Libre wifi for Ben Nanonote

Bas Wijnen wijnen at
Tue Jan 19 15:03:55 EST 2010


First of all, please don't read this as an attack.  I removed most parts
of your mail that I agree with, which is most of your mail. ;-)

On Tue, Jan 19, 2010 at 07:14:41AM -0500, Daniel Clark wrote:
> On Mon, Jan 18, 2010 at 8:48 PM, Wolfgang Spraul <wolfgang at> wrote:
> > He he. Yes, for people who (please don't take this personal) refuse to use
> > non-free software unless it is hidden, the AR6001 might be an option.
> > Let's just be very clear. The AR6001 has the same binary blob as the 6002,
> > only that it is stored in flash. Flash is more expensive and needs more
> > power than RAM, so they switched to RAM.
> I respect your more functional / hardware-side views, but from a
> software point of view it is very clear that including a binary blob
> as part of linux, or any other software that purports to be licensed
> under the GPL, is in violation of the GPL, since it is not the
> "preferred form of the work for making modifications to it [the
> software]".

This is a license issue which is Linux-related.  The paradoxal situation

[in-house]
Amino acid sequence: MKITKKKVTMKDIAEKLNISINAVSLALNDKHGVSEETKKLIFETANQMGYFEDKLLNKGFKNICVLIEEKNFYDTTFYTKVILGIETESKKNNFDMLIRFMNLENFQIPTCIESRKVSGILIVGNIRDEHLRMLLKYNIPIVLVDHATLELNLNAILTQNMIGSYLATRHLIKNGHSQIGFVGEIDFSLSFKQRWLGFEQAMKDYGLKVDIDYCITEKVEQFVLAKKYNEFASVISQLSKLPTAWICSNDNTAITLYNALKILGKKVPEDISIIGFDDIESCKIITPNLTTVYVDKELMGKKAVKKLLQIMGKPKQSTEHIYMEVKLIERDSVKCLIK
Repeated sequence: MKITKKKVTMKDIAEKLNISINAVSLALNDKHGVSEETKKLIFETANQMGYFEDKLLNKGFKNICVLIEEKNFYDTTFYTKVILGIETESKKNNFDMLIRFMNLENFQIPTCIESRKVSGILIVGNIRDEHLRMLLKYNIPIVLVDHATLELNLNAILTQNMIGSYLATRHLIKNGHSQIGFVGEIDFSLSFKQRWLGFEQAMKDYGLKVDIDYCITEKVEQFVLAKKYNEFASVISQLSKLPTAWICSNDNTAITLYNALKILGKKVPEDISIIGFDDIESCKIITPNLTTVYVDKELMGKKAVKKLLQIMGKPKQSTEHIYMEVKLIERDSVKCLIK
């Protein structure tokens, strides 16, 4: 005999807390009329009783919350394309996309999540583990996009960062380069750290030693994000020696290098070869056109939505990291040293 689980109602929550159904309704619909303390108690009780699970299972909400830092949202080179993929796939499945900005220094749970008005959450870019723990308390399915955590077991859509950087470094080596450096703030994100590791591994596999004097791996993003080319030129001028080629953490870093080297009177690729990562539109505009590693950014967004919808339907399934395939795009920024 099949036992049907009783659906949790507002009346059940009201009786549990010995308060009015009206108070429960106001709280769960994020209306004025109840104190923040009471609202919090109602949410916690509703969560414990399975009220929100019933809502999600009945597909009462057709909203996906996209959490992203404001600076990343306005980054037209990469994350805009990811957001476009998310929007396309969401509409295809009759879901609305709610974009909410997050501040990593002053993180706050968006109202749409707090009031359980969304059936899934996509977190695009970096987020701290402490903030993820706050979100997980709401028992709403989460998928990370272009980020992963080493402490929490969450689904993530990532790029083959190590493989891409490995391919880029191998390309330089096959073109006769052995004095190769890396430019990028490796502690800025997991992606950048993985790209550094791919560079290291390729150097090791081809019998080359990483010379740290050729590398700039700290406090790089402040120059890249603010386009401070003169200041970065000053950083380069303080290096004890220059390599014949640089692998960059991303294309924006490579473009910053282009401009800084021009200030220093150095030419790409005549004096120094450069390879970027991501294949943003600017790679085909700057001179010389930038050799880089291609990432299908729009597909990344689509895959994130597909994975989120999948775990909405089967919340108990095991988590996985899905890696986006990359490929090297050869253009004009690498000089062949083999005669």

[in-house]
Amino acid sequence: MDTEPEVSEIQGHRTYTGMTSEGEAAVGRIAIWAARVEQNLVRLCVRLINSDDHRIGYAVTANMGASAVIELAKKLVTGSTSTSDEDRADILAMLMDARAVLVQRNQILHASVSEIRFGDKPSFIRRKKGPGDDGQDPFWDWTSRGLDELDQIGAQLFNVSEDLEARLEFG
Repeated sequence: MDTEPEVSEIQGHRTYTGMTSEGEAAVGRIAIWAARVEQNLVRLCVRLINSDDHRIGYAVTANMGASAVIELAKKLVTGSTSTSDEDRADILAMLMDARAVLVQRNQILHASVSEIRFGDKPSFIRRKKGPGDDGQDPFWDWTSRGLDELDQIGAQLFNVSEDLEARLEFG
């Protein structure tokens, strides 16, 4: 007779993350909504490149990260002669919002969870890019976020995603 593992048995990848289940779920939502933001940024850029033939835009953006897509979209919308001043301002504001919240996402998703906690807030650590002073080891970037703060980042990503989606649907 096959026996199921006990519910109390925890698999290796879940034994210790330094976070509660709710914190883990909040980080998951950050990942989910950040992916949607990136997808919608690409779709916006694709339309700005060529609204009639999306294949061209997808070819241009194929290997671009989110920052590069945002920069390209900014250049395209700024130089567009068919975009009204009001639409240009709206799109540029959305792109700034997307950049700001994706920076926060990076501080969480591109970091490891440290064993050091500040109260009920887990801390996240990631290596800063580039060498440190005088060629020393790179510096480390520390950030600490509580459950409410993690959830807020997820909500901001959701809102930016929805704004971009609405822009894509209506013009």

of microkernel systems such as the Hurd and Iris, which are written by
people who care a lot about freedom, is that they actually provide more
ways for non-free drivers to be provided by manufacturers.  Because they
run as userspace processes, they aren't linked into the kernel and thus
don't have the trouble that Linux modules have.

> I think the difference here is that when you install software that is
> licensed under the GPL, you expect that software to actually abide by
> the GPL


> When you buy hardware, you have no such implied expectation,

I do not see why not.  In particular, I do not see why I should care any
less about software in a hidden embedded environment than about software
which I can more easily change.  One of the important freedoms is to be
able to study the software.  This is very valuable, even when it is not
technically possible to change it.

Also, how about the situation where the driver is GPL, and it loads a
vendor-provided firmware blob (which must be on the CD they sell, along
with the Windows-drivers)?  According to your arguments, that's just
fine: you don't expect free software from this vendor, so let's use the
non-free software they provide along with the device.  AFAIK the fsf
(and I expect you as well) will not consider that an acceptable way to
handle wifi drivers.  Still I don't see a theoretical difference between
this (a vendor-provided non-free blob which must be sent to the device
at boot time) and a vendor-provided non-free blob which is on
non-volatile memory inside the device.

> and most likely even if all of the software used to create the
> hardware is available, you do not have the often very expensive tools
> and machines needed to actually create the piece of hardware from
> scratch.

But studying the software is still a valuable ability.

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